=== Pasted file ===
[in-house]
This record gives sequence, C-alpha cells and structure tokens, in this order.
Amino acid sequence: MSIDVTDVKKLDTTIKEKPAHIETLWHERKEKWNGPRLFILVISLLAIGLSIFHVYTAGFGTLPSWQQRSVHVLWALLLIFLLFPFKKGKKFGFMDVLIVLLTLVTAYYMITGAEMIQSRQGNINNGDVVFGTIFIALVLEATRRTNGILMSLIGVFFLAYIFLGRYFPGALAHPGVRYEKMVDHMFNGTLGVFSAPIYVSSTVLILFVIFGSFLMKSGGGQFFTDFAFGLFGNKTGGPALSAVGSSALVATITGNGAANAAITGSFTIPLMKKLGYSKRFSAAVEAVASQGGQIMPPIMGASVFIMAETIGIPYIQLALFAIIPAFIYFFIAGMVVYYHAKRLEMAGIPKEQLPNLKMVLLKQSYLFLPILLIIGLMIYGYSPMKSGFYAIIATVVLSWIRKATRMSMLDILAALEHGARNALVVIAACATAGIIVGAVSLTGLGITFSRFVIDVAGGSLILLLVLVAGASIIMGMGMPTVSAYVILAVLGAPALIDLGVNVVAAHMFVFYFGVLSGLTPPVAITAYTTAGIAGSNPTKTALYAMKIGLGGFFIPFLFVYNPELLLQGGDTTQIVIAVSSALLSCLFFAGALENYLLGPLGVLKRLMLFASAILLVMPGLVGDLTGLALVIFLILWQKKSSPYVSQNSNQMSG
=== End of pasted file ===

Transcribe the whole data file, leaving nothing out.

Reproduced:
[in-house]
This record gives sequence, C-alpha cells and structure tokens, in this order.
Amino acid sequence: MSIDVTDVKKLDTTIKEKPAHIETLWHERKEKWNGPRLFILVISLLAIGLSIFHVYTAGFGTLPSWQQRSVHVLWALLLIFLLFPFKKGKKFGFMDVLIVLLTLVTAYYMITGAEMIQSRQGNINNGDVVFGTIFIALVLEATRRTNGILMSLIGVFFLAYIFLGRYFPGALAHPGVRYEKMVDHMFNGTLGVFSAPIYVSSTVLILFVIFGSFLMKSGGGQFFTDFAFGLFGNKTGGPALSAVGSSALVATITGNGAANAAITGSFTIPLMKKLGYSKRFSAAVEAVASQGGQIMPPIMGASVFIMAETIGIPYIQLALFAIIPAFIYFFIAGMVVYYHAKRLEMAGIPKEQLPNLKMVLLKQSYLFLPILLIIGLMIYGYSPMKSGFYAIIATVVLSWIRKATRMSMLDILAALEHGARNALVVIAACATAGIIVGAVSLTGLGITFSRFVIDVAGGSLILLLVLVAGASIIMGMGMPTVSAYVILAVLGAPALIDLGVNVVAAHMFVFYFGVLSGLTPPVAITAYTTAGIAGSNPTKTALYAMKIGLGGFFIPFLFVYNPELLLQGGDTTQIVIAVSSALLSCLFFAGALENYLLGPLGVLKRLMLFASAILLVMPGLVGDLTGLALVIFLILWQKKSSPYVSQNSNQMSG